Plot. Dick Gordon, our young narrator, is a superintendent on the K&A, a railroad line that runs from Kansas to Arizona. It connects two other lines, the Missouri Western and the Great Southern. These are each owned and operated by mighty railroad barons, and each of them has members on the K&A board of directors.
It is 1890. The Great Southern (no doubt a fictionalized version of Leland Stanford’s transportation empire in California) is attempting a coup at the next board meeting. Thus three registered letters en route to that meeting in a K&A mail car become key elements in the plot.
Traveling on the same train is Dick Gordon. He is four years out of a mechanical engineering program with not much to show for his Yale education but a memorable career on the football field. He’s accompanying a party that includes an executive officer of the Missouri Western by the name of Cullen, his Oxford-educated son, and two of his aristocratic school chums.
|Dick Gordon roped by cowboys|
Along for the ride is the delightful Madge, Cullen’s charming daughter, who instantly steals away the heart of our Dick. She is, alas, out of his league. Besides his lowly position on the company’s organizational flow chart, Dick has a rival in the form of her brother's college friend, Lord Ralles, who has taken a proprietary interest in her.
Briefly, and not to give too much away, the train is stopped and robbed in a remote stretch of Arizona desert, and the three letters in question are taken. More mysteriously, the train robbers have taken nothing else, and they’ve left no sign of their coming or going in the desert sands surrounding the stopped train.
There follows a series of incidents in which the stolen letters get Dick Gordon into a heap of trouble. Pursued at one point by the aforementioned lynch-happy cowboys, he is eventually rescued by the cavalry, who after some delay arrive to save the day.
Romance. It will come as no great surprise that Dick Gordon finally wins the hand of Madge. The social distance between them fails to prevent her from finding him a suitable mate. Grateful for Dick’s efforts to keep the K&A out of the hands of the Great Southern, Cullen even sees to it that the young man does good.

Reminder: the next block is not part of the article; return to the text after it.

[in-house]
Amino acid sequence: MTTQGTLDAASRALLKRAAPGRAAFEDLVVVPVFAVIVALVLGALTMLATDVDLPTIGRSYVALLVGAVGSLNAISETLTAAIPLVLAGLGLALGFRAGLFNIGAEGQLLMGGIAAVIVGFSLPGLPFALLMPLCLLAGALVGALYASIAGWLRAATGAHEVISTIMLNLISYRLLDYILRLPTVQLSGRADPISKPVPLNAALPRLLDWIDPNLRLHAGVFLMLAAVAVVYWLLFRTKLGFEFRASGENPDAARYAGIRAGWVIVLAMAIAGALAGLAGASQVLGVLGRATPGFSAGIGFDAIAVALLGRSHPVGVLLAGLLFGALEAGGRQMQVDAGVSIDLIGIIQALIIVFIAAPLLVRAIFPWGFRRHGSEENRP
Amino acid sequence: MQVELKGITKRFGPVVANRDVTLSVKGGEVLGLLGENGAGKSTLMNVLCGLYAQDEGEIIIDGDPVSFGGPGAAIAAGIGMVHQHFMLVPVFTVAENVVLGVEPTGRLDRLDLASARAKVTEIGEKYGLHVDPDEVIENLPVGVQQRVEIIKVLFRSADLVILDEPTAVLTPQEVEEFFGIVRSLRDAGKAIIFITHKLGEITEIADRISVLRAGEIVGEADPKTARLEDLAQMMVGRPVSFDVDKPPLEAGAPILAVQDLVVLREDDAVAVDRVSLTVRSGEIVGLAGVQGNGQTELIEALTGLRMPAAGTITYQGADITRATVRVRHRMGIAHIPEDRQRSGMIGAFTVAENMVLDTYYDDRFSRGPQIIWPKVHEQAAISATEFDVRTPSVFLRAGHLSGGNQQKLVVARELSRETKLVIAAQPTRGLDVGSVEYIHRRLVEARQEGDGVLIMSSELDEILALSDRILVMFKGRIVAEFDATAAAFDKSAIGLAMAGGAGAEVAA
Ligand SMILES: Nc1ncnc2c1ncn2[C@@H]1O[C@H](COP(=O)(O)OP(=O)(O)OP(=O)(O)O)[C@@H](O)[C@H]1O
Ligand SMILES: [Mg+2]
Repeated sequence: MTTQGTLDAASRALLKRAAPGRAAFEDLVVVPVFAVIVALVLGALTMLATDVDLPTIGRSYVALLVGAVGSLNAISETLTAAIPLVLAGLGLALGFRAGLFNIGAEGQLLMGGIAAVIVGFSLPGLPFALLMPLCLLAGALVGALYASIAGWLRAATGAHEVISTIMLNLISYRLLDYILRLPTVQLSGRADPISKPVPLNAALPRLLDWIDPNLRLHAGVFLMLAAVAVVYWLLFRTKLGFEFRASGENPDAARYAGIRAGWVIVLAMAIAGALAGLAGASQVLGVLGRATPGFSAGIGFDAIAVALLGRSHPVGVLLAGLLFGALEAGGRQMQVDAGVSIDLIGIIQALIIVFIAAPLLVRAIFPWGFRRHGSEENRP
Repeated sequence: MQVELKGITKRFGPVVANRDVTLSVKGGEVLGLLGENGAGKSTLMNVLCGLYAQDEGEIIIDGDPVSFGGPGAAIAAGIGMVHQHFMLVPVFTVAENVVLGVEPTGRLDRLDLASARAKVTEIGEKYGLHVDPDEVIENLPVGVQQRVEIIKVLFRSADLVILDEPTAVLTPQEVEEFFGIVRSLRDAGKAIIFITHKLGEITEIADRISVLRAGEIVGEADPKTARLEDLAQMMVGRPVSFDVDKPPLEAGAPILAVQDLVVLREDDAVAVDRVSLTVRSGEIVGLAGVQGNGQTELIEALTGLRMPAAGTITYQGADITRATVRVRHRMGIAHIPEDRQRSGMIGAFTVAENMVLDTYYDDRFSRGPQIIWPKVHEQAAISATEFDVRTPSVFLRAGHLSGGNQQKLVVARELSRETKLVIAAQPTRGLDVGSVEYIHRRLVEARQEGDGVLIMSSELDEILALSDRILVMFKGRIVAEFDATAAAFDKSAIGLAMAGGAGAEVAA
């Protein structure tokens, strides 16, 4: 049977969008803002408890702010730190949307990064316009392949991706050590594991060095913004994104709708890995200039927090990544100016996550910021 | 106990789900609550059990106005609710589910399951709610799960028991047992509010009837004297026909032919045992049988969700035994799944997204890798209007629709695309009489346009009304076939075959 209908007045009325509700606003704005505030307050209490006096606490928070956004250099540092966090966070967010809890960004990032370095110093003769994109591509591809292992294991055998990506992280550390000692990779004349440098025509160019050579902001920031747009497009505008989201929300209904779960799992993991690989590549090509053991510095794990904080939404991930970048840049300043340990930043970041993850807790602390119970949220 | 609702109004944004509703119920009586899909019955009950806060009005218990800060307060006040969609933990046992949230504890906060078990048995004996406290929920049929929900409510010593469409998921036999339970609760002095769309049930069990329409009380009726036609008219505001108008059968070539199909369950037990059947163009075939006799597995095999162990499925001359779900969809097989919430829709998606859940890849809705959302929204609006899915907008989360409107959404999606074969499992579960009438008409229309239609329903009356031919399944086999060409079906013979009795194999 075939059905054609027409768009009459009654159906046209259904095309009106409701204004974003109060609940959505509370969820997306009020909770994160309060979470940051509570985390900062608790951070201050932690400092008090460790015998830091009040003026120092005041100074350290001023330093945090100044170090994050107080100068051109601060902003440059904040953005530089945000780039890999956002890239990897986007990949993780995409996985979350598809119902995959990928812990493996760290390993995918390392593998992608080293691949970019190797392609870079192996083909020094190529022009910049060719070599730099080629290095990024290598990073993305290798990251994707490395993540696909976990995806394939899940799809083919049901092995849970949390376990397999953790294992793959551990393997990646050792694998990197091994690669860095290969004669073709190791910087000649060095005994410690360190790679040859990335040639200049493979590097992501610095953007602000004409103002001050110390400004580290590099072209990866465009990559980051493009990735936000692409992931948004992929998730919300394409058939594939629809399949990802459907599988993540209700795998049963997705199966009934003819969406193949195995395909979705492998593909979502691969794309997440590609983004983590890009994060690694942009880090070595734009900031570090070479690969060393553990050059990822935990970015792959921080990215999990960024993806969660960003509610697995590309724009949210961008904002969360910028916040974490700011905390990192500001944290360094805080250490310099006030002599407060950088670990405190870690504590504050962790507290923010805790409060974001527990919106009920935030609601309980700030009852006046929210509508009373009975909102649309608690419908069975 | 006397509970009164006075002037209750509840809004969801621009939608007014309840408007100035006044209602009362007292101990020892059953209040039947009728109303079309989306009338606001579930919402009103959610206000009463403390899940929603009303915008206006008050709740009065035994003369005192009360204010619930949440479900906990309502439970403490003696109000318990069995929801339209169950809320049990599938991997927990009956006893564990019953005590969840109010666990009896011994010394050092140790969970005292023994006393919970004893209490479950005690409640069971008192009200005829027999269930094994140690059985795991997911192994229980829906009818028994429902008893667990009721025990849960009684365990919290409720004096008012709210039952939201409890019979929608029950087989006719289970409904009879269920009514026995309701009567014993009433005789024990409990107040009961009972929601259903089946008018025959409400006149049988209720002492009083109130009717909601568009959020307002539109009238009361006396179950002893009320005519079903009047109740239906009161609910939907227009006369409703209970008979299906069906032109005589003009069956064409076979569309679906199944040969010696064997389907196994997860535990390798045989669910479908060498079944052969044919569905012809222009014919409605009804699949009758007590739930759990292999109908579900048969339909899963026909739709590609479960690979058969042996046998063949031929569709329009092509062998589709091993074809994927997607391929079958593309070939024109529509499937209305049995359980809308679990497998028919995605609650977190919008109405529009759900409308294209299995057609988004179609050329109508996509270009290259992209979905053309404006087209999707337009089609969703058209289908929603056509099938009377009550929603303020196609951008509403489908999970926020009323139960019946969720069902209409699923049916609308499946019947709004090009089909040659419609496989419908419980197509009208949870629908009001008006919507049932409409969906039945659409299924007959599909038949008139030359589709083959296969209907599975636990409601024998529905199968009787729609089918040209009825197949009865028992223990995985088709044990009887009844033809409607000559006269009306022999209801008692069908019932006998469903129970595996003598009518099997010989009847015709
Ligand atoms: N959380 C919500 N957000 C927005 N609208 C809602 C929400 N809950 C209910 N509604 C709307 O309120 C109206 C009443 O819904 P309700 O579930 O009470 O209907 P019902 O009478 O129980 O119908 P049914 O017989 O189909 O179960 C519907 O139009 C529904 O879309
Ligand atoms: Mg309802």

Ford fleshes out an otherwise slim plot with a full-blown account of his young hero’s romantic aspirations and frustrations. We are there for every turn of his often-agonized emotions and each and every detail of his moments either with Madge or thinking about her.
|Grand Canyon train station|
Cowboys. Ford’s cowboys have their own stereotypical lingo. Asked if he is carrying a weapon, one responds, “Do I chaw terbaccy?” Threatening another man, one calls him a “stinkin’ coyote” and tells him to stay put “or I’ll blow yer so full of lead that yer couldn’t float in Salt Lake.”
In a word, they are ungovernable. They are drinkers, eager to accept a wild rumor as fact, and quick to rush a suspected wrongdoer to justice. While in the saloons, they are entertained by a “medley of cracked pianos or accordions.” Then when they overhear Madge playing a guitar and singing on the platform of the Cullens’ special car, they gather around and, “not being over-careful in the terms with which they expressed their approval, finally by their riotous admiration drove us inside.”
|The Sunset Express at Yuma, Arizona|
Villainy. The chief villain of the novel is Theodore Camp of the Great Southern, who is fighting for control of the K&A line, using any underhanded means available to him. When Dick Gordon refuses to cooperate, Camp has him thrown in jail on trumped up charges. Then he tries threatening him and, when that doesn’t work, buying him off.
The unseen organization itself would be the true culprit in the story. The company has a reputation for using hard-knuckle, extra legal methods to crush competitors—buying judges and legislators who will make laws that favor its interests. A reader is reminded of Maria Amparo Ruiz de Burton’s The Squatter and the Don (1885), which paints a similar portrait of the western railroads.
|The Great Train Robbery, 1903|
Wrapping up. Paul Leicester Ford (1865-1902) was born in Brooklyn, New York, the great-grandson of Noah Webster. An invalid, he was prevented from attending school, and he was largely self-educated, having access to his father’s private library of an estimated 100,000 books.
While he was well known in his time for his bibliographical and historical research and publications, he also wrote novels. Only one of them, The Great K&A Train Robbery, takes place in the West. Its familiarity with railroading may originate in his father’s years as president of the New London, Willimantic, and Palmer Railroad. Ford’s life ended abruptly in the library of his four-story home in Manhattan when he was shot dead by a mentally deranged brother.
The Great K&A Train Robbery was made into a movie in 1926 starring Tom Mix and Tony the Horse. The novel is currently available online at google books and Internet Archive and for the nook. Friday’s Forgotten Books is the bright idea of Patti Abbott over at pattinase.
Source: The New York Times
Illustration from the novel
Coming up: Jack Palance, The Lonely Man (1957)